T he value of education for youth in the K–12 system is generally undisputed. We recognize education as a key societal structure that facilitates opportunity in both the short and long term. Despite this shared interest in students' educations, unfortunately some school discipline policies, notably zero tolerance policies, can serve as a barrier to this pathway to opportunity.
Based on Casey's experience, offers a learning continuum toward an organizational commitment to racial equity, assessment and awareness tools, and advice for institutionalizing such efforts. Discusses changes in Casey's work as well as challenges.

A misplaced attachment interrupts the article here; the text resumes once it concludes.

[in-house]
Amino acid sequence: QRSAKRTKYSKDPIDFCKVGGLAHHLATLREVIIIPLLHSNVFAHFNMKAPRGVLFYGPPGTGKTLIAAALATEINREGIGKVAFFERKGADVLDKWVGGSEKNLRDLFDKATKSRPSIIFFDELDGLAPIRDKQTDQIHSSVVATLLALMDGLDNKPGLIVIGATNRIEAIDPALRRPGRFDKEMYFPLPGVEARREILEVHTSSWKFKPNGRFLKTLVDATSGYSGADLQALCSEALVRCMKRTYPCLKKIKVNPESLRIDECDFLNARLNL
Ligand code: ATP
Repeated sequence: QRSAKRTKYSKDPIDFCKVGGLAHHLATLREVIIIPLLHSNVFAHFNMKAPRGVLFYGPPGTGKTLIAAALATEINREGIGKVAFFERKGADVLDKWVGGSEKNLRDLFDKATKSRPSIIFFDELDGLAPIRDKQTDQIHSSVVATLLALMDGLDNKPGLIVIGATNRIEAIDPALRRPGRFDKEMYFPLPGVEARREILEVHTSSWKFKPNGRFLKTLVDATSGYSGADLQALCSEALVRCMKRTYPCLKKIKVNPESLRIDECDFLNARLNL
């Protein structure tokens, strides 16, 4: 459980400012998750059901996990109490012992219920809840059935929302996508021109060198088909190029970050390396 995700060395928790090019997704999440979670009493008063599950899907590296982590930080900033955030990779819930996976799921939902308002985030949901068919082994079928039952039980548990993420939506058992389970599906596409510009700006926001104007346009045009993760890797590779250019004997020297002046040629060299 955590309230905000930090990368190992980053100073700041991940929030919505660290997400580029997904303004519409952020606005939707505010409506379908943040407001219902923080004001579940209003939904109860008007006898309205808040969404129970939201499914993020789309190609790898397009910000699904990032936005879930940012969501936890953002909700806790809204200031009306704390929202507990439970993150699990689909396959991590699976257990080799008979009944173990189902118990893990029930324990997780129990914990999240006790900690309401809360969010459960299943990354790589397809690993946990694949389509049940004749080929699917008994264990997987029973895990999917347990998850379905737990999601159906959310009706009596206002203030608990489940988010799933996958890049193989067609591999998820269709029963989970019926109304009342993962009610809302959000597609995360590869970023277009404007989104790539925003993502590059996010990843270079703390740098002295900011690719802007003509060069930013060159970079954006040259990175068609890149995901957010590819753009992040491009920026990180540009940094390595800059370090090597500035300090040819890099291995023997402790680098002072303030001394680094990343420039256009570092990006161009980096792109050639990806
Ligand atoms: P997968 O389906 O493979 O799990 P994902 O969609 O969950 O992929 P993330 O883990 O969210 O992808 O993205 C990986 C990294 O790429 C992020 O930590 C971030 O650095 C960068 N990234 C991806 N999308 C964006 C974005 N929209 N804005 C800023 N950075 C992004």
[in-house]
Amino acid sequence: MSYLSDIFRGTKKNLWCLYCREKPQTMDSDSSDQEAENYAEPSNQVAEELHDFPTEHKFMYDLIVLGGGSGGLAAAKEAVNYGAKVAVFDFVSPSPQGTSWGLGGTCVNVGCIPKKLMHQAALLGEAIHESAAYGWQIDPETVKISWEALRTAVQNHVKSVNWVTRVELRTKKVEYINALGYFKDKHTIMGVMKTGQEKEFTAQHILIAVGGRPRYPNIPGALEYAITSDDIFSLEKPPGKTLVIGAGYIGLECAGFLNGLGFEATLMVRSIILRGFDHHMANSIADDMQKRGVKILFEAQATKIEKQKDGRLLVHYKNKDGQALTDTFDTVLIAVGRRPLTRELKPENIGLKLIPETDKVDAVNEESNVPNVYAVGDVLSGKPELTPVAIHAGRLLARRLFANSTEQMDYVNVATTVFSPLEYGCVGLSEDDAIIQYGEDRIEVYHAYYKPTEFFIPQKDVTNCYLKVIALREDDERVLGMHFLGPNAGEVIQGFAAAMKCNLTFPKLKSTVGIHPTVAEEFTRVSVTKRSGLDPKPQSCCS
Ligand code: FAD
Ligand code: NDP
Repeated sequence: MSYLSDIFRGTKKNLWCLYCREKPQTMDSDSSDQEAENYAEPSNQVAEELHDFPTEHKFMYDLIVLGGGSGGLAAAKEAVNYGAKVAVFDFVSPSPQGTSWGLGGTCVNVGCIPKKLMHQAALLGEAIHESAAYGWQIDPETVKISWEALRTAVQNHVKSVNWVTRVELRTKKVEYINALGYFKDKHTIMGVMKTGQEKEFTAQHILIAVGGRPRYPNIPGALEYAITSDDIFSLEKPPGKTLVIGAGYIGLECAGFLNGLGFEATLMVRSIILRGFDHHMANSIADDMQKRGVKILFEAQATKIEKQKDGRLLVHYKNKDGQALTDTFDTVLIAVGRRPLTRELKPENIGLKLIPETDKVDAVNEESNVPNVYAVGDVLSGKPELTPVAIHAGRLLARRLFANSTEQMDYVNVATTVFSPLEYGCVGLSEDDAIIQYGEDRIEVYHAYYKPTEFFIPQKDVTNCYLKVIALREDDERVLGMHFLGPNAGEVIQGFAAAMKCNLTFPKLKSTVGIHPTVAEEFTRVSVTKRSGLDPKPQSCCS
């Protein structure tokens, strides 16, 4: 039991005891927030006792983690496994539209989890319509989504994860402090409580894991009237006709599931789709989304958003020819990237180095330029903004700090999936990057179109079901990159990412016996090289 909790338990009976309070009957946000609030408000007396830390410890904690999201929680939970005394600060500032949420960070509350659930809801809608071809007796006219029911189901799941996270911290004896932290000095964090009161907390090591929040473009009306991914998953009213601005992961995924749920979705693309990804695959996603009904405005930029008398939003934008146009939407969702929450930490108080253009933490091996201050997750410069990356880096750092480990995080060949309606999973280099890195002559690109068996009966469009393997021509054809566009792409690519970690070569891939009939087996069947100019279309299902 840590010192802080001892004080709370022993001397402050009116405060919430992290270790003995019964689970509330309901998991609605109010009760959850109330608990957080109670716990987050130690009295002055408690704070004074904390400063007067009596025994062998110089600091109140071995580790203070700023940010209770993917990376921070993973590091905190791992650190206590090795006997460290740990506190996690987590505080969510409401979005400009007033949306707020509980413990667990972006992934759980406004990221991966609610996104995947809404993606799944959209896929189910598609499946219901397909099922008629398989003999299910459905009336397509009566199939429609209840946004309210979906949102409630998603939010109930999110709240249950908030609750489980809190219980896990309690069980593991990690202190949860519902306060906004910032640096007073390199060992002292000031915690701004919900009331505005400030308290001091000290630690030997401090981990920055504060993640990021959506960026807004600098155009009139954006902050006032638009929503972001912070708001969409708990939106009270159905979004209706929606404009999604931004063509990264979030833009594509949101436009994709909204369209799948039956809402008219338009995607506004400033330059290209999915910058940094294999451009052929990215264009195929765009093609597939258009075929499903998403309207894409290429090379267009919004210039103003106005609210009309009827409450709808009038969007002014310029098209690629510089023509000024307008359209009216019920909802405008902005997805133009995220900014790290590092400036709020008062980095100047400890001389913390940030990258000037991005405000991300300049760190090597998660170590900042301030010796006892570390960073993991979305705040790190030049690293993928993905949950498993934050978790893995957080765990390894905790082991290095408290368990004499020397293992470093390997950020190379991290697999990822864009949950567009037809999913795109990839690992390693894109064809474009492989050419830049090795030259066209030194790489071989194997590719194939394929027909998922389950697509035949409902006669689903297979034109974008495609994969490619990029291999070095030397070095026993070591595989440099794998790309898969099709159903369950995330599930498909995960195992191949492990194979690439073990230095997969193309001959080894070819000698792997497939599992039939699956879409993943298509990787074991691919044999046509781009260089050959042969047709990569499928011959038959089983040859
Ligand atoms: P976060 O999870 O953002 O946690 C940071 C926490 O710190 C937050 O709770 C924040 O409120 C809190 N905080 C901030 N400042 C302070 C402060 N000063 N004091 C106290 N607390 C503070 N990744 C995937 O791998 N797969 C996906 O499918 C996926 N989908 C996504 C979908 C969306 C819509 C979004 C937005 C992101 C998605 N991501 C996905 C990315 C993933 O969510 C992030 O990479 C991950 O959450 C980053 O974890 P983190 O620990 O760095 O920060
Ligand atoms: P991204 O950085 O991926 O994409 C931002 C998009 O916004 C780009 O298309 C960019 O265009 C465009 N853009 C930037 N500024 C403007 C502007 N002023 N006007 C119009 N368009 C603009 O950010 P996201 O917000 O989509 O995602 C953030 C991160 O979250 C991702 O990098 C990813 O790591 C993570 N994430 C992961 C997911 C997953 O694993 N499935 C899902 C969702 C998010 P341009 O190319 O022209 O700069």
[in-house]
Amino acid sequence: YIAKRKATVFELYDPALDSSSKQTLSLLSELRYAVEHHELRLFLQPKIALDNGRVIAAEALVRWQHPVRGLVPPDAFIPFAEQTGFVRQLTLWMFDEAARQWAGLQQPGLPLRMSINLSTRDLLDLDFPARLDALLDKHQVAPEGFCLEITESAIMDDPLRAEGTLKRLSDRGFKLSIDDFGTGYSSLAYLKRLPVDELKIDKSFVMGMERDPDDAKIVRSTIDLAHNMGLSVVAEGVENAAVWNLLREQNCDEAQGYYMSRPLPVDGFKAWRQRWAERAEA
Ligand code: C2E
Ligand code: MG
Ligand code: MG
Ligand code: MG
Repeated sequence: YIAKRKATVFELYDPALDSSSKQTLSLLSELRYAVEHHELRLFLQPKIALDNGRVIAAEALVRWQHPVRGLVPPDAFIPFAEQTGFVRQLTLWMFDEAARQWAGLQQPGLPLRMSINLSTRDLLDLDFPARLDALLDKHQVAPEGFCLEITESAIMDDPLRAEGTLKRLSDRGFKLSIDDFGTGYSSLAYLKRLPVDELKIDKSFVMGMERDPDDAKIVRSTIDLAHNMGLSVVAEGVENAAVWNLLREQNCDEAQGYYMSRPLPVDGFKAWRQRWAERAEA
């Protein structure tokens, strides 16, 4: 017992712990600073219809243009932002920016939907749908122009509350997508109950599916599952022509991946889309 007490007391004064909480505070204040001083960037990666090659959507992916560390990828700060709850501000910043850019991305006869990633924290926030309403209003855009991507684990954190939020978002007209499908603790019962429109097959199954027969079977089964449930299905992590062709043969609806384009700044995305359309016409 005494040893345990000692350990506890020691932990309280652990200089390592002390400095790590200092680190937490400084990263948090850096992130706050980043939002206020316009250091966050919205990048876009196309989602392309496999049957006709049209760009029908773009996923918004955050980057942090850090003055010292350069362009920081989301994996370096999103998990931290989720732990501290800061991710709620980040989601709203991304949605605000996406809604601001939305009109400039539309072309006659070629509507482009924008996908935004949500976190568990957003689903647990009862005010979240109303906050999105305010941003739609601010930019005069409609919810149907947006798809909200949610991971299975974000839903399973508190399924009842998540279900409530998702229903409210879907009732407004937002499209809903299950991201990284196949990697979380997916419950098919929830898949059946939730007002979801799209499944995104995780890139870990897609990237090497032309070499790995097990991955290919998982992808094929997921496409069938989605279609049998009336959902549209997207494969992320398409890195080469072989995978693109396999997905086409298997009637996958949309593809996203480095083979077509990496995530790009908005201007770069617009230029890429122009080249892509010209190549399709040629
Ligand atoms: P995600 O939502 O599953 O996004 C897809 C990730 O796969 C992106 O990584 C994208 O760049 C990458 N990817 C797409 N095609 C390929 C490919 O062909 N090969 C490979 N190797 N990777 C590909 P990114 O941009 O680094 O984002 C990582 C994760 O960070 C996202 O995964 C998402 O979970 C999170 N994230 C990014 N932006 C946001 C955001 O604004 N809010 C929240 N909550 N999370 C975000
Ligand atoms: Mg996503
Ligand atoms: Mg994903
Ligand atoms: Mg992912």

Provides an overview of Casey's toolkit series on organizational strategies to ensure racial equity in opportunities and results by focusing on policies and practices in evaluating interventions, analyzing data, discussing issues, and self-assessments.
Compares data on the involvement of children from five racial/ethnic groups in child protection investigations, substantiated investigations, and placement into foster care. State and county data focus on areas with programs to reduce disproportionality.
Outlines the consequences of and factors behind racial disparities in pre-k education, including poverty, spatial segregation, and lack of access to resources. Calls for racial equity impact analyses, support for interventions, and community development.
Examines the disproportionate representation of minority children in child welfare and summarizes current research findings on racial disparities in treatment and services within the child welfare system.